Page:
Message from Johan Domeij:
I'm an expedition sailor from Sweden, with a love of ropework. A while ago I found a cool way to integrate a soft shackle into the end of a line, on the youtube channel "@PremiumRopes". A few days later, by the grace of the algorithm gods, I found another, different way to accomplish the same thing, on the channel "@TheRigLoftMatthewOtto4775". And I'm intensely curious to see how they compare! If either proves strong, it seems like an excellent way to terminate a halyard for example.
Both methods use a short piece of extra line which is spliced (for type 1) or knotted (for type 2) into the longer line to make the shackle. They look similar but are however spliced completely differently, although it might be hard to see: On the viewing example, I made the shorter piece from a different color to highlight this, but for the samples I wanted everything to be from the same spool to eliminate variables.
Type 1 will only load one strand of the knot, and that strand is the part that splices into the rope. Type 2 will load both strands of the knot, but instead, all the load comes on a brummel splice.
* All samples are identical on both ends.
* Above the special brummels etc. that make up the soft shackles, all samples have exactly the same splice: a locking brummel, a 50x diameter bury, plus a 15x diameter taper. There is about 25 cm of unspliced rope before the taper of the other splice starts. There is no locking-stitch or -whipping, which I would strongly recommend for real world use, but which might affect consistency in testing.
* The button knots are tied as hard as I can with fids and pliers, but not set beyond that. The ends of the knots are buried ~5x diameters, and cut diagonally.
* The rope used is "4mm D-pro" from Liros, which is a heat treated and impregnated SK78 Dyneema, in a 12 braid. All from the same spool. It has a listed breaking strength of 1300 daN (dekaNewtons, which means 13 kiloNewtons or 1326 kilograms-force or 2923 pounds-force). Line from this spool seems to measure more like 3.5mm to me.
* Both original videos use a traditional diamond knot for the soft shackle, but I have opted for a button knot instead. Ryan has thoroughly convinced me that they are both stronger and (importantly for testing as well as safety) more repeatable.
* For anyone attempting type 1, be extra careful to tighten the knot really hard before use. For anyone attempting type 2, consider making an extra brummel lock below where the button knot sits. I have not done this for the samples, but have instead been very careful to keep things consistent and comparable.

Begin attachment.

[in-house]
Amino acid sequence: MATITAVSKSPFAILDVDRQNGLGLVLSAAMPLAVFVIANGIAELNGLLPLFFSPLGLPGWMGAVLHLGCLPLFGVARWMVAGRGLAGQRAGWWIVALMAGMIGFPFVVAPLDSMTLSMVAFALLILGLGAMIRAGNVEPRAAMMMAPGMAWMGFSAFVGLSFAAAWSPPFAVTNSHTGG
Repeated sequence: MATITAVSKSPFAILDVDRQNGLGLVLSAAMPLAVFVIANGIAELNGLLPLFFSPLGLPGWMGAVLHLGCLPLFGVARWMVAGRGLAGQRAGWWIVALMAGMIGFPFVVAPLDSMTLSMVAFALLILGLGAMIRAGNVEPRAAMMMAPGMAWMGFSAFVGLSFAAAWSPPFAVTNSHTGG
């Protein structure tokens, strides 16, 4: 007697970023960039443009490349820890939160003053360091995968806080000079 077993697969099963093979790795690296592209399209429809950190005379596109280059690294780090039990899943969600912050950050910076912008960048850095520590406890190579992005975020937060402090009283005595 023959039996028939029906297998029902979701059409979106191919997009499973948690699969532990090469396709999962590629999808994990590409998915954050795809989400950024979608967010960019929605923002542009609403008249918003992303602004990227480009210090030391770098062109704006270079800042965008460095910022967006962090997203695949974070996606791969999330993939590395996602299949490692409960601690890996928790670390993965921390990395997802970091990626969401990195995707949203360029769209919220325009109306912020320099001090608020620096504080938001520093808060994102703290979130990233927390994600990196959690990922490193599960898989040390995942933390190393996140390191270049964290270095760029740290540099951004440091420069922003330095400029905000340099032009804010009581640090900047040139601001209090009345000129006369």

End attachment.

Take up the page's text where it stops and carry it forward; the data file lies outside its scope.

* The more basic way to achieve the same thing as these integrated soft shackles, would be to splice a normal eye, and then use a normal soft shackle in the eye, perhaps tied or seized in place with some other string. This is very functional, though less elegant. I thought of including samples for this as well, but we already know that both spliced eyes and soft shackles are stronger than the rope, so it wouldn't be very interesting to test. If anyone wants to discuss these splices, ropework in general, or expedition sailing, you can reach me at firstname.lastname@example.org. I also run a small-time rope workshop from time to time, when I'm on land.
From YouTube channel "@PremiumRopes": "8.3 Splice a soft shackle on a rope" or, alternate video of the same splice from the same channel: "Splice an integrated soft shackle on a rope". Note that they use a double-braided rope in these videos. The outer braid is a sheath of polyester which makes the Dyneema core easier to tie knots in and use in friction devices, but adds nothing to the strength of the rope.
From YouTube channel "@TheRigLoftMatthewOtto4775": "Making my version of a integrated soft shackles" A simplified version of this can also be made by tying the button knot directly at the ends of the splice where the eye normally goes, and then close it by pushing the knot through the extra-brummeled-eye that is used for the separate line in this method. This is simpler, but the downside is that you have to thread the head of the knot through whatever you are attaching to which is less convenient.
MBS is 13kN - we got slightly higher in 1 but the rest were lower. Dyneema breaks all over the place, even pulling it apples to apples.
Units everyone else uses
They broke in the brummeled sections
See what different qualities do!